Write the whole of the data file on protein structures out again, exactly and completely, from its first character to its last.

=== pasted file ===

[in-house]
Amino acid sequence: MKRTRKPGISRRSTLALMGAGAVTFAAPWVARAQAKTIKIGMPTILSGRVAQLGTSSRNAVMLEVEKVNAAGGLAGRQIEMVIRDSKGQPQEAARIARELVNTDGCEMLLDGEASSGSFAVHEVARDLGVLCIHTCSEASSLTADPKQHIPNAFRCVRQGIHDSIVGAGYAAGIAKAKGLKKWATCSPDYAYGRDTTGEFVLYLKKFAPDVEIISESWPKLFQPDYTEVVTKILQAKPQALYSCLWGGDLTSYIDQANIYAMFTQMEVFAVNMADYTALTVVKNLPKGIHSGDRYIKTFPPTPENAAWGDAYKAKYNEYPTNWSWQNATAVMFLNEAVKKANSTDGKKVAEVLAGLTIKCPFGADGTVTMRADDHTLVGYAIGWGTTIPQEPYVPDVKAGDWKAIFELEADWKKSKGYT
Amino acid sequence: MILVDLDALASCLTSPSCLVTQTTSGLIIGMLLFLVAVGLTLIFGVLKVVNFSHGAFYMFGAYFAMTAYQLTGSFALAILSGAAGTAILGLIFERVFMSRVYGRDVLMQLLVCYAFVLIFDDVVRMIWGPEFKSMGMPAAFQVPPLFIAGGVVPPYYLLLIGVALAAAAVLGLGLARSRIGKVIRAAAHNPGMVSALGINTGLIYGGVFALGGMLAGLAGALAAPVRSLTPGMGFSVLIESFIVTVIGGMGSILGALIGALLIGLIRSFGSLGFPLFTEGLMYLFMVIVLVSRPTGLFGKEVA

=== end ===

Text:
[in-house]
Amino acid sequence: MKRTRKPGISRRSTLALMGAGAVTFAAPWVARAQAKTIKIGMPTILSGRVAQLGTSSRNAVMLEVEKVNAAGGLAGRQIEMVIRDSKGQPQEAARIARELVNTDGCEMLLDGEASSGSFAVHEVARDLGVLCIHTCSEASSLTADPKQHIPNAFRCVRQGIHDSIVGAGYAAGIAKAKGLKKWATCSPDYAYGRDTTGEFVLYLKKFAPDVEIISESWPKLFQPDYTEVVTKILQAKPQALYSCLWGGDLTSYIDQANIYAMFTQMEVFAVNMADYTALTVVKNLPKGIHSGDRYIKTFPPTPENAAWGDAYKAKYNEYPTNWSWQNATAVMFLNEAVKKANSTDGKKVAEVLAGLTIKCPFGADGTVTMRADDHTLVGYAIGWGTTIPQEPYVPDVKAGDWKAIFELEADWKKSKGYT
Amino acid sequence: MILVDLDALASCLTSPSCLVTQTTSGLIIGMLLFLVAVGLTLIFGVLKVVNFSHGAFYMFGAYFAMTAYQLTGSFALAILSGAAGTAILGLIFERVFMSRVYGRDVLMQLLVCYAFVLIFDDVVRMIWGPEFKSMGMPAAFQVPPLFIAGGVVPPYYLLLIGVALAAAAVLGLGLARSRIGKVIRAAAHNPGMVSALGINTGLIYGGVFALGGMLAGLAGALAAPVRSLTPGMGFSVLIESFIVTVIGGMGSILGALIGALLIGLIRSFGSLGFPLFTEGLMYLFMVIVLVSRPTGLFGKEVA